By preventing crawlers from accessing specific pages, you may utilize your crawl budget more sparingly. Websites must have a Privacy Policy page, but you won't be attempting to rank for this page. As a result, you can completely omit it from the crawl request. You might decide to just include pages that are directly connected to your client's blog in the crawl because you are especially attempting to audit their blog. Now that you have a new evaluation of the website's condition, you can give the customer and the team a list of correctable issues for suggestions on future SEO strategies.

Step 2 - Create a Website Mirror So You Can Test the Changes

Although it is not required, setting up a mirror of the client's website might be beneficial for several reasons. An exact clone of the website that is hosted on the client's domain is known as a mirror site. You can test your SEO adjustments without worry because the mirror site is not being browsed, crawled, or indexed. In addition, it enables you to test out adjustments and improvements without having to take the main website offline for a long time. There are two approaches to dealing with this. The first is to ensure that the client's website consistently uses the proper canonical tags. By using these tags, you may indicate which version of the website is the main one and let Google's crawler know the difference between the two. It will stop the crawler from visiting the mirror site, preventing you from going over the client's budget for crawling.

As an option, you can specify in the site's Robots.txt file to prevent the crawling of any pages you're working on. According to the criteria you specify, the Robots.txt file essentially instructs the crawler which pages to visit and which to skip. After testing and putting your improvements into effect, you may then enable the crawling of those pages to resume.

Sitemap with robots.txt vs without robots.txt

Step 3 - Go through the XML Sitemap

An XML Sitemap is a file that lists the most significant pages on a client's website for web crawlers. You can highlight particular pages while also assisting the crawler in comprehending the overall organization of the website. This becomes increasingly crucial when your website grows in size and you add additional blog sections. A sitemap can only be 50MB in size and can only have 50,000 URLs, according to Google. Although you or any of your clients won't likely be impacted by these rules, it's nevertheless vital to keep them in mind when making your map. Ensure guarantee that fresh website pages are consistently added to the sitemap. Every time you add new URLs to the client's blog, you should include them in the map, especially if there aren't any other internal links connecting to them.

Google Search Console is the best tool to utilize if you want to get a list of all the mistakes discovered in the client's sitemap. The crawl requests, site health reports, and performance indicators provided by this tool are invaluable for your SEO efforts. You should be on the lookout for frequent issues like unusual 404-page returns, 401 illegal requests, or pages that robots.txt has blacklisted. The crawler will finally give up on the crawl entirely if your sitemap contains too many mistakes.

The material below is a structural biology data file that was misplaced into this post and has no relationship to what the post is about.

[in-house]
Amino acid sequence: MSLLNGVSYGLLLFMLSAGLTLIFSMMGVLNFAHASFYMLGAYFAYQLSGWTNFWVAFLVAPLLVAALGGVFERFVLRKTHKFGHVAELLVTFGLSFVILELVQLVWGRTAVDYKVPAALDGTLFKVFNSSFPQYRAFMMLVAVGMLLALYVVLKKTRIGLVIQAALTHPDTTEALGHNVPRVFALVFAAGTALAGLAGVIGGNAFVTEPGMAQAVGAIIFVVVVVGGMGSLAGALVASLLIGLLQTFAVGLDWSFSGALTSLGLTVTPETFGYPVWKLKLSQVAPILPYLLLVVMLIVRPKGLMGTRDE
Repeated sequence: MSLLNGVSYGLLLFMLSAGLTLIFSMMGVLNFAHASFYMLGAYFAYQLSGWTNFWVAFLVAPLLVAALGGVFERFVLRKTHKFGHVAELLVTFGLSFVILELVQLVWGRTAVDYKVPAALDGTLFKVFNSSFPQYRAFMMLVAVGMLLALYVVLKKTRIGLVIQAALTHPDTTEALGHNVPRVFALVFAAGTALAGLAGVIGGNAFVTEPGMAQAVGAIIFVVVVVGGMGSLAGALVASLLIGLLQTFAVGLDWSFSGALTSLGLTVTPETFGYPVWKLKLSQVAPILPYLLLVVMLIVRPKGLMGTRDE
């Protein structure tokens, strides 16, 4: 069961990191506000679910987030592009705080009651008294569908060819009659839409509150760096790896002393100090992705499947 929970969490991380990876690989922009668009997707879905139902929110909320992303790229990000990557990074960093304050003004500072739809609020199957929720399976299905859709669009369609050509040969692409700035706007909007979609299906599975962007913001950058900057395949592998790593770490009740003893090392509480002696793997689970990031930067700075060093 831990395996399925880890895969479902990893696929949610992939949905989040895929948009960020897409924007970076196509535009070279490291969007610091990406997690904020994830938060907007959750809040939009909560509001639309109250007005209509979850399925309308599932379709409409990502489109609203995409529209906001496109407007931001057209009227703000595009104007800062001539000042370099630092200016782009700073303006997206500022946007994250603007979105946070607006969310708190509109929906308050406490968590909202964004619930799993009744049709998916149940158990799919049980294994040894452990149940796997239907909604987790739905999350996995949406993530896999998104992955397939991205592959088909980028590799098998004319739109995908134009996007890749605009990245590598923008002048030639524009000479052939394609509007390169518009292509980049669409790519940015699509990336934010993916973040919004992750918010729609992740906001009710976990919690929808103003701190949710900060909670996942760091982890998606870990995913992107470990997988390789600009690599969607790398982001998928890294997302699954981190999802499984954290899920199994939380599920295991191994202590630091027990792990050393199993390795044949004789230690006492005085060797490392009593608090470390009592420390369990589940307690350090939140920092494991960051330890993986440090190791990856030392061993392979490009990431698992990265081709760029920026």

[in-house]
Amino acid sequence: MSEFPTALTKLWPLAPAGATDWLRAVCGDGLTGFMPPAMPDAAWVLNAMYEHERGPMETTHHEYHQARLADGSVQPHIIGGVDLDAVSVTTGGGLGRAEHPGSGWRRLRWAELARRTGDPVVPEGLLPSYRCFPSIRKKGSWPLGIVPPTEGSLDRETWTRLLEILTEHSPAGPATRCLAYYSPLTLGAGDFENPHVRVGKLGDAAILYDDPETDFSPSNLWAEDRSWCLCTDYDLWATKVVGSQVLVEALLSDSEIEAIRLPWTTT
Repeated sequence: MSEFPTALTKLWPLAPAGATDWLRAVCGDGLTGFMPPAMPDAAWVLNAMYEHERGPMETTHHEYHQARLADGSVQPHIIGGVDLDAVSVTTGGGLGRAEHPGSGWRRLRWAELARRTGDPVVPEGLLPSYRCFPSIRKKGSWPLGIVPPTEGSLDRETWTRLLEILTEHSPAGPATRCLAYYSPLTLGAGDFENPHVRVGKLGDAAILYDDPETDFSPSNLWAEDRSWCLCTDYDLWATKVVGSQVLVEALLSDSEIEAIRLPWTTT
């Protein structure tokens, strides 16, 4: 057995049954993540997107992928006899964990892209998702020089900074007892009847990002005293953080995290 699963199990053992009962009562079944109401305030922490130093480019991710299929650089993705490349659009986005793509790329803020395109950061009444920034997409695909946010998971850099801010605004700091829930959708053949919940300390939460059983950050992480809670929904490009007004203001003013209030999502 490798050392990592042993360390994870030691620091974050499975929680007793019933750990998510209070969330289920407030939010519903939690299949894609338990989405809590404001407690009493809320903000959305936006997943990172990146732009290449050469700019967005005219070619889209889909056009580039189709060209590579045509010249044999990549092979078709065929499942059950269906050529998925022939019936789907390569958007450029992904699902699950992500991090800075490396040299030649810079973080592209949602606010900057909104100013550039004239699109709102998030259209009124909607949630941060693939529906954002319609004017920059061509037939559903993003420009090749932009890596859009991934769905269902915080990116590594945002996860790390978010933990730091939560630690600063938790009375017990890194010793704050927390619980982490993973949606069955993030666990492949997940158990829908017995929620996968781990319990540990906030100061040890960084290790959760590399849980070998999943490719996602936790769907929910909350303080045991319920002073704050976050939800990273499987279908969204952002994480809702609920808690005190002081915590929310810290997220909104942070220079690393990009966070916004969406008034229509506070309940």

Step 4 - Conduct A Link Audit

This action goes hand in hand with the assessment of your sitemap. Any broken links discovered on any of the client's websites will also be reported by Google Search Console. This holds for both the site's internal links and external connections that lead to other domains. In addition to harming the site's SEO, broken links that result in 404s can also force the search crawler to stop crawling. Such kinds of issues may be a sign that you're required to remove the link or modify your website with the proper redirect protocols. You should replace any out-of-date links linking to external sources with their current URLs or discover a different informational source if you have any.

Next, you should conduct an independent audit of the backlinks you have gathered. Any links on other domains pointing back to your domain are referred to as backlinks. Tools like SEMRush and Ahrefs can be used to conduct a backlink audit. You must get in touch with the webmaster and ask them to remove any backlinks coming from low-quality domains.

How link juice is transferred

Step 5 - Page Response Codes to Examine

The condition of your web pages is another phase that slightly relates to the preceding steps. It's possible that page response faults discovered on the website were brought to your attention while you checked for errors in your sitemap and Google Search Console. When a user's browser sends a request to the server but the request cannot be processed properly, a page response error happens. The sort of error that occurs determines where the page response error came from.

A 404 - page not found issue represents the most typical page response error you're likely to run into. Whenever a user tries to view a website page that is no longer there, this happens. That might also happen if a user clicks on a link that has an incorrectly typed URL. You must remove removed pages from the sitemap and fix any broken links on existing pages to fix these. Properly using 301 and 302 redirects, respectively, can also help to reduce page response issues. A 301 response will continuously reroute a user from an outdated URL to an active one. A 302 redirect can also be used for short-term page movements.